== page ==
What is Ritalin Addiction?
Ritalin is the brand name of methylphenidate and one of the most well-known prescription stimulants used to treat ADHD. Other brand names of this drug include Concerta, QuilliChew, and Metadate. Ritalin is a highly effective oral treatment when used and regulated for ADHD. If you or your child has been prescribed Ritalin by a doctor, following their prescription is generally safe.
But when Ritalin is misused – either by people who have not been prescribed the drug, or by using it at a higher dosage than recommended – dependence, and addiction can occur. People who abuse Ritalin will sniff or inject the drug to experience a high, as it behaves like cocaine in those forms. In 2017, over 16 million Americans were prescribed stimulants such as Ritalin. Of those users, over 5 million admitted to misusing their prescription.
Risks of Ritalin Addiction
Ritalin is extremely dangerous to misuse since it can mimic the effects of cocaine. Even one large dose of the drug can cause a heart attack or stroke to occur, making every use risky. Abusing Ritalin by injection can also lead to psychosis, and can cause aggressive, violent outbursts that are risky for the user and those around them.
Studies have also shown that childhood use of Ritalin can be tied to cocaine use in adulthood. This usage is due to ADHD patients having lower levels of dopamine, which makes them more vulnerable to addiction. If you are concerned about a Ritalin prescription, it is best to talk to your doctor.
Side Effects of Ritalin Addiction
Ritalin has long been a popular drug of abuse, and most individuals understand that it can cause severe addiction with long-term use. Unfortunately, though, many people still take the drug to experience its desirable effects or to exploit these, and tolerance, dependence, and addiction set in quickly.
The abuse of Ritalin causes a number of intense, short-term side effects:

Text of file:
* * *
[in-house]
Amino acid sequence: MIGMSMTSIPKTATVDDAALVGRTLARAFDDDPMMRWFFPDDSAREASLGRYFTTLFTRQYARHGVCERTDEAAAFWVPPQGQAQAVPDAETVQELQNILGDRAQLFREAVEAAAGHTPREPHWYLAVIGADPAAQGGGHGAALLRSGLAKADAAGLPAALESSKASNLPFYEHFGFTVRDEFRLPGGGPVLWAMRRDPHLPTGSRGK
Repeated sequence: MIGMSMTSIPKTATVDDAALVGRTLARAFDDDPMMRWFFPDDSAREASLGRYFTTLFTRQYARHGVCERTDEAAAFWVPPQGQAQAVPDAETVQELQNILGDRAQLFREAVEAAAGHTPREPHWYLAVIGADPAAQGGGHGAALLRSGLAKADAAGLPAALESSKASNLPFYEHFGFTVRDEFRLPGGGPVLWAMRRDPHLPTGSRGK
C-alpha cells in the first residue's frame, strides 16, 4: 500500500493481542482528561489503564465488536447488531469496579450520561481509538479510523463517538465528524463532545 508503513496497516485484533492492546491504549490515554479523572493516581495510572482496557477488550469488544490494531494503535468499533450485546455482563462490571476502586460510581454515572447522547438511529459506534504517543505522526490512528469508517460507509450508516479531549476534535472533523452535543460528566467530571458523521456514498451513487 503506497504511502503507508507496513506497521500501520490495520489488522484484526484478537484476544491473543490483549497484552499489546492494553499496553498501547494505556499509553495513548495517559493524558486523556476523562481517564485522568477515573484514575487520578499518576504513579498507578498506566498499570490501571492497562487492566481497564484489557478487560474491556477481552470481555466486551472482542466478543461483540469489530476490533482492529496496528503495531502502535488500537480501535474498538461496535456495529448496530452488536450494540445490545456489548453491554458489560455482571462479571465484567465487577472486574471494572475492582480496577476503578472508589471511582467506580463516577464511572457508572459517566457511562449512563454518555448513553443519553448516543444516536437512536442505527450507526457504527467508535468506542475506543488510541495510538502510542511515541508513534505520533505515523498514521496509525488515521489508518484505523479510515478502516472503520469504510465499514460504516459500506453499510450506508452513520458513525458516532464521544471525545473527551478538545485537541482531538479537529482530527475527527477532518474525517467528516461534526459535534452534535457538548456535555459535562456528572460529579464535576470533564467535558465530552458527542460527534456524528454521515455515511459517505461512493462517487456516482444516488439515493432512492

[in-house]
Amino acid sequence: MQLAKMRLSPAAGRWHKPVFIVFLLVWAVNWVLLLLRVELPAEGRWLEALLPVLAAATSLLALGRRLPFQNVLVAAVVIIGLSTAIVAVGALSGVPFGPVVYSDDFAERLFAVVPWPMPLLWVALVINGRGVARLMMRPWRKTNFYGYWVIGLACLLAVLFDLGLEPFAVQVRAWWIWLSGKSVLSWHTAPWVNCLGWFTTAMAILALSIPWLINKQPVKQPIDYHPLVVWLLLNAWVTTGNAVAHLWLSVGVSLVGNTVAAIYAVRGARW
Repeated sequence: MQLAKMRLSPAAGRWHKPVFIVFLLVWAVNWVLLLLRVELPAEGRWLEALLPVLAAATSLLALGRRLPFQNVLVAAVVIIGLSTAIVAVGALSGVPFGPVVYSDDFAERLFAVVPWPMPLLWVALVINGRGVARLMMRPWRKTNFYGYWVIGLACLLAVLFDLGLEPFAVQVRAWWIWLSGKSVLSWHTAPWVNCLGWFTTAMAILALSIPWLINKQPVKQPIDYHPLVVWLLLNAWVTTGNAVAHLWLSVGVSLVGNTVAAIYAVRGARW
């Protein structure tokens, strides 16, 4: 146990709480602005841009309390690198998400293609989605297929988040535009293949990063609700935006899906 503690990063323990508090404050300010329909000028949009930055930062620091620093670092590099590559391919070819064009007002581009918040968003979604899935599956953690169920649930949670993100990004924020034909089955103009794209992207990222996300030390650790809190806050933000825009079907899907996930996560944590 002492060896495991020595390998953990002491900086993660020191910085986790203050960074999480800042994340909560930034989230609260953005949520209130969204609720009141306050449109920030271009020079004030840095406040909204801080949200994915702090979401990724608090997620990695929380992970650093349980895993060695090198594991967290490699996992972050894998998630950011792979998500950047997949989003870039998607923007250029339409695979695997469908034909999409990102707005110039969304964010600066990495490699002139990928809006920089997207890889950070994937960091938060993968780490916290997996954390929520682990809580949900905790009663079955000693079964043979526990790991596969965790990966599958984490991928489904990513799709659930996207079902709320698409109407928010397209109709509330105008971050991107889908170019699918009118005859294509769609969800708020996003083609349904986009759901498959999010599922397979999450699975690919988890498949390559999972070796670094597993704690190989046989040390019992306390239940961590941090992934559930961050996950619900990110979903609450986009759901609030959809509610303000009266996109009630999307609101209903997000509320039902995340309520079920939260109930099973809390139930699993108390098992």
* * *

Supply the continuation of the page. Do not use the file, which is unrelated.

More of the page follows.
- Exhilaration and excitement
- A headache
- Muscle twitches
- Dilated pupils
- Dry mouth
- Increased heart rate and body temperature
- Teeth grinding
Sniffing Ritalin is the most common form of abuse, and carries its own additional set of side effects:
- Suicidal Thoughts
Oral abuse of Ritalin can also cause the following side effects:
Signs of Ritalin Addiction
People often experience irritability, paranoia, and anxiety quickly after the desired effects start to wear off. In addition, depression and extreme fatigue can occur after the individual crashes from the drug. People who are consistently abusing Ritalin will not sleep often, unless they are in a crash period, and may become malnourished from their severe lack of appetite.
The following changes in behavior may indicate someone is abusing Ritalin:
- Confusion or disorientation
- Excessive grooming
- Repetitive sorting or organizing
- Obsessive-compulsive tendencies
- Increased aggression
What to do if Someone You Love is Abusing Ritalin
In many cases, those who abuse Ritalin and other stimulant drugs will become hostile when this use is called into question. They may also begin to make excuses for themselves to be able to use more of the drug and ignore their responsibilities in favor of continued abuse.
Withdrawal from Ritalin can be dangerous, as the brain will need to rebalance its levels of dopamine. This is incredibly risky for people suffering from depression, anxiety, or suicidal thoughts, therefore it is highly recommended you get your loved one into an inpatient treatment facility as soon as possible.
If someone is in denial about their addiction or dependence, you can speak to a doctor and set up an intervention to help them get the treatment they need.
Treatment Options Available for Ritalin Addiction
Withdrawal symptoms can last for several months and can be quite severe on the psychological side of things (mental health issues). For this reason, inpatient treatment programs for Ritalin addiction should taper off the drug, and treat behavioral issues with onsite therapy.
If you or a loved one is suffering from Ritalin Addiction, it is essential to find a treatment center that offers assistance for co-occurring disorders; as most users will be battling addiction alongside other mental illnesses such as anxiety, depression, and OCD.
Behavioral therapies are the most beneficial treatment methods available for this issue. Behavioral therapies can help to change the way a person thinks and feels about their substance abuse as well as teach them better life skills for the future that can minimize their chance of relapse. Any co-occurring mental disorders must also be assessed and treated along with one’s addiction, as leaving them untreated could derail one’s progress.
If you have been abusing Ritalin, it is time to seek help. The drug can be very beneficial when taken as prescribed, but unfortunately, continued abuse will only lead to more and more dangerous outcomes.